In 廣東順德展煒商貿有限公司 v Sun Fung Timber Co Ltd  HKCFI 3823, the respondent, a Hong Kong company that carried on a timber retail business (the company), applied to set aside an earlier court order granting leave to the applicant (GD), a company incorporated in the mainland, to enforce an arbitral award made by the Zhanjiang Arbitration Commission for payment by the company to GD in the sum of RMB59 million with costs (the award).
The award was made in an arbitration commenced by GD against the company on the basis of the company's breach of a contract for the sale of marble by the company to GD dated 14 April 2017.
This was a family dispute - the directors of the company were a Mr. Tsang and a Mr. Lee and their wives were sisters. By late 2016, the family members were in disagreement and the company started to wind down its operations. Mr. Lee and Mr. Tsang had talks regarding a possible sale of the company's premises in Central which also served as the company's registered office address. The court acknowledged that the family nature of the dispute should be considered as part of the context and background.
As events unfolded, what appeared to be a straightforward contractual dispute turned out to involve an allegedly fraudulent scheme devised by Mr. Tsang (who owned fifty per cent of the company) in collusion with GD, to strip the company of its assets to the detriment of the other shareholder, a company known as NI which was majority owned by Mr. Lee.
Mr. Lee and NI were only made aware of the contract, the arbitration and the award in January 2018 when NI was notified by the Official Receiver of the winding-up proceedings commenced by GD against the company.
Finding of a sham / collusion
The court accepted the submission that claims of fraud must be proved by cogent evidence and that inferences of dishonesty must be found in primary facts. It also pointed out that in proving fraud or dishonesty, that when establishing a case based on inference from circumstantial evidence, "the whole is greater than the individual parts" - in other words, it does not matter if the facts on their own do not prove fraud as long as such an inference can be drawn from an accumulation of the facts.
The court considered there were many unusual features in the transaction and the terms were onerous. Some of the factors relied upon in coming to that conclusion were:
- The contract sum was RMB 20 million, which was 62 times larger than the company's entire sales revenue in 2015.
- The company maintained less than HK$12,000 in cash and bank balances over the years and therefore had no financial resources to purchase the massive quantity of the marble to be supplied under the contract.
- GD's contractual obligation to pay a deposit was discharged by a mere deposit of a cheque which was never banked in or cashed.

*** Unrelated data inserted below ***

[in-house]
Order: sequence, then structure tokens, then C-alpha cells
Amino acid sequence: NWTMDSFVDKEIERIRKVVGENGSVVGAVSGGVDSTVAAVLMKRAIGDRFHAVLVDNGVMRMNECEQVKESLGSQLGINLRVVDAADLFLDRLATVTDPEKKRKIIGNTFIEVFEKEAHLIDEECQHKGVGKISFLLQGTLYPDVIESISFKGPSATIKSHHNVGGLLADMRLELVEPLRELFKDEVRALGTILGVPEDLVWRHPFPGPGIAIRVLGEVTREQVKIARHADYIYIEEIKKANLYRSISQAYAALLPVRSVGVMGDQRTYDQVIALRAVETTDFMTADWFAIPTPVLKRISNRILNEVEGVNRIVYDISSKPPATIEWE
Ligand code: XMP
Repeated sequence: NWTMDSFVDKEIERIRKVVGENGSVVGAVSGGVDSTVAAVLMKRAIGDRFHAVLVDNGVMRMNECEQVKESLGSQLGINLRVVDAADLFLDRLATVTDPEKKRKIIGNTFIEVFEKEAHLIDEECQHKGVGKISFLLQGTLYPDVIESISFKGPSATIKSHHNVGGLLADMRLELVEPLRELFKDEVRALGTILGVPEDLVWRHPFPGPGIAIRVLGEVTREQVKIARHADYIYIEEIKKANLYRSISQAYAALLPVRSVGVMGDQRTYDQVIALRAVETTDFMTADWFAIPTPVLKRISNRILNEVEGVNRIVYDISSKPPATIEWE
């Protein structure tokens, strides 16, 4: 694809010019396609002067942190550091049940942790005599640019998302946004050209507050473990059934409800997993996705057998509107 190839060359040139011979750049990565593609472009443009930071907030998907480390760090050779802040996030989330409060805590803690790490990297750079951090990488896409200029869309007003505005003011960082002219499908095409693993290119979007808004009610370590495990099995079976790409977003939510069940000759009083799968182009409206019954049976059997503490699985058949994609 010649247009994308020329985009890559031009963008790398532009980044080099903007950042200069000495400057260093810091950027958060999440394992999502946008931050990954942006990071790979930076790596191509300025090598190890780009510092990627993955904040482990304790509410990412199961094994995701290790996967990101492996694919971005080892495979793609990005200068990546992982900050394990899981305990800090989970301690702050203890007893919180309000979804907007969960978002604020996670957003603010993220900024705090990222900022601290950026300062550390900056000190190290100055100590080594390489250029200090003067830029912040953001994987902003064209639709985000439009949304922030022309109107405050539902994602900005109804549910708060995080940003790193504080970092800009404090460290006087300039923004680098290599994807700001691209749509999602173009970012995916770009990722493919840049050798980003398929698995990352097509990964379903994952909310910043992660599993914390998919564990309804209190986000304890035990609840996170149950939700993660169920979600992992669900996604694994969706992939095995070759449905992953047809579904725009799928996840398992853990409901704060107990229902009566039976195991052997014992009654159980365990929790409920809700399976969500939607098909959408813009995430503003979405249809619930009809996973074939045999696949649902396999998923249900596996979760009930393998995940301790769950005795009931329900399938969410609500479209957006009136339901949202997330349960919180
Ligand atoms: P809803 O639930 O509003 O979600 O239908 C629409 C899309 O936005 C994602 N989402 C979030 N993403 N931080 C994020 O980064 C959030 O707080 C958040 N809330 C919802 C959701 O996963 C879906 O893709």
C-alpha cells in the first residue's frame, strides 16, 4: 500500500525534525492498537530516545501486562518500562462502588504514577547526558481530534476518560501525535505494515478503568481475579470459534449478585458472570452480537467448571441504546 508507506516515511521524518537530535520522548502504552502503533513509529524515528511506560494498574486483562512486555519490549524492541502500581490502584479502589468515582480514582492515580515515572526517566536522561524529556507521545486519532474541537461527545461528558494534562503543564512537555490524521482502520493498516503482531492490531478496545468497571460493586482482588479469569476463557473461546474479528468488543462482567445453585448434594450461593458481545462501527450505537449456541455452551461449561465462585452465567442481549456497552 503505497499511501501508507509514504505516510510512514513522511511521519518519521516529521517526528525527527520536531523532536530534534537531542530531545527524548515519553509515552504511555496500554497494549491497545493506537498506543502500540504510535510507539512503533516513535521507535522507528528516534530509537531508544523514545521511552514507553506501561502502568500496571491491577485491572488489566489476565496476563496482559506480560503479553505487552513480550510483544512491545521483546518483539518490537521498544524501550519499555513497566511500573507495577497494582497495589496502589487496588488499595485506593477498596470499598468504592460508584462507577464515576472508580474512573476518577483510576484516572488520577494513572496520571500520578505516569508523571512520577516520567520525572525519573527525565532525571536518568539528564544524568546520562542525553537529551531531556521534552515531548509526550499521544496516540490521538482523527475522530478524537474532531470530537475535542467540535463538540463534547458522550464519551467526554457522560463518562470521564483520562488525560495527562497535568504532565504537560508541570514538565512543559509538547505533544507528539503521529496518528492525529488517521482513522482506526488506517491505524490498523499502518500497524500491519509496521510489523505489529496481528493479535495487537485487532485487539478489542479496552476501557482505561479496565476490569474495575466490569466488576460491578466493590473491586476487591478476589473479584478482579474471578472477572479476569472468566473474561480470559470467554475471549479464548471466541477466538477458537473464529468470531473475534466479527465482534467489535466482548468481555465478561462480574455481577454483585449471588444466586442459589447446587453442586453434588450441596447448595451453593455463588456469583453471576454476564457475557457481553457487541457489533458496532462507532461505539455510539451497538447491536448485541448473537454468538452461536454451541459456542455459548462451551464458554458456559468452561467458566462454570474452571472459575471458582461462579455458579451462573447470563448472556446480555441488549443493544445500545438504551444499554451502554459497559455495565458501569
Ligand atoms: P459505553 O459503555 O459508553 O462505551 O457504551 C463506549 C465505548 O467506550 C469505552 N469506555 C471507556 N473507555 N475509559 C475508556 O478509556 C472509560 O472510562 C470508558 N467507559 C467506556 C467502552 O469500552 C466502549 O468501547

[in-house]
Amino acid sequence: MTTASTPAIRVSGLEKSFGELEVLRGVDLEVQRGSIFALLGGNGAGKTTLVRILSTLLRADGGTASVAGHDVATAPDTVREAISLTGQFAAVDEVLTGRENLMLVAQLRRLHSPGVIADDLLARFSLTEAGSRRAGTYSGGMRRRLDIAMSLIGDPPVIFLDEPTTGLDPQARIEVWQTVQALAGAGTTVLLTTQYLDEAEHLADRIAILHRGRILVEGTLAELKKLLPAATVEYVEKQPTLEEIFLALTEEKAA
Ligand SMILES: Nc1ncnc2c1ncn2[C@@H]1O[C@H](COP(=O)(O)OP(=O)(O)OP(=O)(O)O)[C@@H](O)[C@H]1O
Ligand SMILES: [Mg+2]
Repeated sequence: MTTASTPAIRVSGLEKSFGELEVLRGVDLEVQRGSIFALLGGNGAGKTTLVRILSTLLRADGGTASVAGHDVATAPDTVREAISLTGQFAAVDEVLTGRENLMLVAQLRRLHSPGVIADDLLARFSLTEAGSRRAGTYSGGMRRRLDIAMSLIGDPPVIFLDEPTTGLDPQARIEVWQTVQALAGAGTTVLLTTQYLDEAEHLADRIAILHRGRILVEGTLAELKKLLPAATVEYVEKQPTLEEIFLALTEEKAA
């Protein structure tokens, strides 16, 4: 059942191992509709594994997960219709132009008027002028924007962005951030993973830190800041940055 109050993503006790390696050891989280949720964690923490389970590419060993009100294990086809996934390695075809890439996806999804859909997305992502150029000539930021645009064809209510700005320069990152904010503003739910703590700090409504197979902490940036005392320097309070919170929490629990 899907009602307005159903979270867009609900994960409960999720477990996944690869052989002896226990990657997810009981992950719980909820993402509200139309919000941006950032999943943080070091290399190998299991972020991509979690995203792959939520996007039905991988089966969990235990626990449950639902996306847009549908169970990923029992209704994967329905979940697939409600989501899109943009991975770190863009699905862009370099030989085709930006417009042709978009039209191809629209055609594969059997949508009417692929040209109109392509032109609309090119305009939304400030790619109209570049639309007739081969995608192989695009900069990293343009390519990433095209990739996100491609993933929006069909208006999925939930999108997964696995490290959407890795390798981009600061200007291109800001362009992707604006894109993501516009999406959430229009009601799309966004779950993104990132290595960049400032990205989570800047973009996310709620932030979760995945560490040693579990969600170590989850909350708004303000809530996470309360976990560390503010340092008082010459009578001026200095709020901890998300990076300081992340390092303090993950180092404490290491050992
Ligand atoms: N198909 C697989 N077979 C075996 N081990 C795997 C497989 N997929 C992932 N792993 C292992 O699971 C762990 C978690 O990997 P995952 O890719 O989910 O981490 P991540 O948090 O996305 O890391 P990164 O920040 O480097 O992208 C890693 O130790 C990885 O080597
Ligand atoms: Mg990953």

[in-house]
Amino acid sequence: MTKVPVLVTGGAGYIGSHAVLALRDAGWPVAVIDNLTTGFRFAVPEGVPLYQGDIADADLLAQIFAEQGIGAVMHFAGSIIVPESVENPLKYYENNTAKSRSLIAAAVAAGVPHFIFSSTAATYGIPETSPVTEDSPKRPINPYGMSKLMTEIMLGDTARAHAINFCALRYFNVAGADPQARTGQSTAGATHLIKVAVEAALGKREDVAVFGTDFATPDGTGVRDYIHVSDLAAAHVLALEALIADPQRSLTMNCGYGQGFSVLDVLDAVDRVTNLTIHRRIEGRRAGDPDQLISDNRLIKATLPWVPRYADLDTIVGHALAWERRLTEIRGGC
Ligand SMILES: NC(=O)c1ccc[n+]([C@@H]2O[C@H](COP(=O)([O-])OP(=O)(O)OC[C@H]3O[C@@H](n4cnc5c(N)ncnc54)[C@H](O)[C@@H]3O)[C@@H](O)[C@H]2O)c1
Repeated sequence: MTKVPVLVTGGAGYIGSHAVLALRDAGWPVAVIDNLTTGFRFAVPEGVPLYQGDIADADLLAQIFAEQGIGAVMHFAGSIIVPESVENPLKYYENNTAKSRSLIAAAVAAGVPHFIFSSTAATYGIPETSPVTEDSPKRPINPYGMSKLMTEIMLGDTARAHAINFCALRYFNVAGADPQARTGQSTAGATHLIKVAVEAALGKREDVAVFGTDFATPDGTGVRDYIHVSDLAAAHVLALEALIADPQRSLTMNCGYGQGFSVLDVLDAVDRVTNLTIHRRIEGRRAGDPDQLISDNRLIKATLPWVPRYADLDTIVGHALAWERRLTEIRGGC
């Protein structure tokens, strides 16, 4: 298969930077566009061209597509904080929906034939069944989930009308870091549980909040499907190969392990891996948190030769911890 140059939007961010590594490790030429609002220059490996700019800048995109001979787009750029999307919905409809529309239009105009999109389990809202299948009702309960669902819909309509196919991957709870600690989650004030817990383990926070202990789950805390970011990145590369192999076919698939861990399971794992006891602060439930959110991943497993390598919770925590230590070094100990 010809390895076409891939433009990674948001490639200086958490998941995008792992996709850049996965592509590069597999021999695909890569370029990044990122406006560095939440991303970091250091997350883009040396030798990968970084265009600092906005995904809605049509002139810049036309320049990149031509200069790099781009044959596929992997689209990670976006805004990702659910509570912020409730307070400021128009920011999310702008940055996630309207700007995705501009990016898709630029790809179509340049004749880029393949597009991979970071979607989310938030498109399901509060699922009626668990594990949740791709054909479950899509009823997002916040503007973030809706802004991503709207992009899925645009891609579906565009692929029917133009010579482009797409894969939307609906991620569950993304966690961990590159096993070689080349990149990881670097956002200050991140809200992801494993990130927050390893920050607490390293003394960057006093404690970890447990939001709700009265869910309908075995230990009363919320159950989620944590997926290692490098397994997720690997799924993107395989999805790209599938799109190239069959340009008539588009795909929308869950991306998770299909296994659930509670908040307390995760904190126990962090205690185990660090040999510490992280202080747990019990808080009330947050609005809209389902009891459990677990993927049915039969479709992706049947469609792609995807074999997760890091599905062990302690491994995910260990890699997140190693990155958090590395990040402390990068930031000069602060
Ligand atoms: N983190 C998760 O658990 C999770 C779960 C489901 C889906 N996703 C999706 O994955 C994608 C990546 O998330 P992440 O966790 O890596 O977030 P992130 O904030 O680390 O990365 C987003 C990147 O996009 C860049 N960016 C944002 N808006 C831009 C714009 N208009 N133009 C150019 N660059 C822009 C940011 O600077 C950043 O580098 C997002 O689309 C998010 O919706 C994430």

- The contract required the delivery of marble within 6 days of the contract, failing which a penalty of RMB 2.2 million per day would apply.
The court also noted that GD was incorporated only three months before the date of the contract and that Mr. Tsang had admitted the company's breach of contract and agreed to pay substantial sums in damages without ever informing NI or Mr. Lee.
Refusal of enforcement
The court set aside the enforcement order on the following grounds based on section 95 of the Arbitration Ordinance (Cap. 609):
- The arbitration agreement was not valid under Hong Kong law
Section 95(2)(b) provides that a mainland award may be refused if the arbitration agreement was not valid under the law to which the parties subjected it or, in the absence of the stipulated governing law of the arbitration agreement, under the law of the mainland.
The court accepted that the contract was never authorised by the company's board and also found that Mr. Tsang, described as the de facto managing director of the company) had no actual, implied or apparent authority under Hong Kong law to enter into the contract and that he had not acted in good faith. The contract was therefore invalid and the arbitration agreement unenforceable.
- No proper notice of the arbitral proceedings
Section 95(2)(c) provides that enforcement of a mainland award may be refused if the party against whom enforcement is sought was not given proper notice of the appointment of the arbitrator or of the arbitral proceedings, or was otherwise unable to present his case. It was clear that Mr. Lee and NI and never been given any notice of the arbitration and that the company was unable to present its case.
The court having already found that Mr. Tsang was not acting in good faith, it could not be said to have any implied or usual authority to bind the company by his conduct of the arbitration.
- Contrary to public policy
Section 95(3)(b) allows the refusal of enforcement of a mainland award if this would be contrary to public policy. The court considered that the arbitral process had been misused, and that it would be contrary to the public policy of Hong Kong to permit enforcement .
It is rare for the Hong Kong courts to refuse to enforce arbitral awards. This decision serves as a reminder that the court will have no hesitation in refusing the enforcement of an arbitral award obtained by fraud or as part of a fraudulent scheme and that the enforcement of such an award will be contrary to the public policy of Hong Kong.
Authored by Tim Hill, Jessie Wong, and Nigel Sharman.